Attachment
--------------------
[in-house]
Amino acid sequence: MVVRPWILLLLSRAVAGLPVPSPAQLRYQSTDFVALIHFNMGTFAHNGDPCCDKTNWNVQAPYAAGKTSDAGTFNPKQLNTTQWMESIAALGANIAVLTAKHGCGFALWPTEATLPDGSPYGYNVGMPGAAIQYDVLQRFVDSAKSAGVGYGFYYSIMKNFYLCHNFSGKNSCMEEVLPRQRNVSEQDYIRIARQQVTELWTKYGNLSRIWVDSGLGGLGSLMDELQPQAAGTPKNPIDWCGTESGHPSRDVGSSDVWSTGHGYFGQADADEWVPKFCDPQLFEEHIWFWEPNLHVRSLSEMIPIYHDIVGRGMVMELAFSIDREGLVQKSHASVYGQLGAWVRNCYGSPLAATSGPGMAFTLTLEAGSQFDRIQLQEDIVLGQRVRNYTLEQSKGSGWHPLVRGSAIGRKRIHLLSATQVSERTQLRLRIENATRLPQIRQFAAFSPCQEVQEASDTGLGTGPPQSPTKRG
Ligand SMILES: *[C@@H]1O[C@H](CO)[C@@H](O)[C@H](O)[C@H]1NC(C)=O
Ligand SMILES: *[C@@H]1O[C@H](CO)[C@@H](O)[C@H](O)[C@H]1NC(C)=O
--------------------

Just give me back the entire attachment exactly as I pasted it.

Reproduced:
[in-house]
Amino acid sequence: MVVRPWILLLLSRAVAGLPVPSPAQLRYQSTDFVALIHFNMGTFAHNGDPCCDKTNWNVQAPYAAGKTSDAGTFNPKQLNTTQWMESIAALGANIAVLTAKHGCGFALWPTEATLPDGSPYGYNVGMPGAAIQYDVLQRFVDSAKSAGVGYGFYYSIMKNFYLCHNFSGKNSCMEEVLPRQRNVSEQDYIRIARQQVTELWTKYGNLSRIWVDSGLGGLGSLMDELQPQAAGTPKNPIDWCGTESGHPSRDVGSSDVWSTGHGYFGQADADEWVPKFCDPQLFEEHIWFWEPNLHVRSLSEMIPIYHDIVGRGMVMELAFSIDREGLVQKSHASVYGQLGAWVRNCYGSPLAATSGPGMAFTLTLEAGSQFDRIQLQEDIVLGQRVRNYTLEQSKGSGWHPLVRGSAIGRKRIHLLSATQVSERTQLRLRIENATRLPQIRQFAAFSPCQEVQEASDTGLGTGPPQSPTKRG
Ligand SMILES: *[C@@H]1O[C@H](CO)[C@@H](O)[C@H](O)[C@H]1NC(C)=O
Ligand SMILES: *[C@@H]1O[C@H](CO)[C@@H](O)[C@H](O)[C@H]1NC(C)=O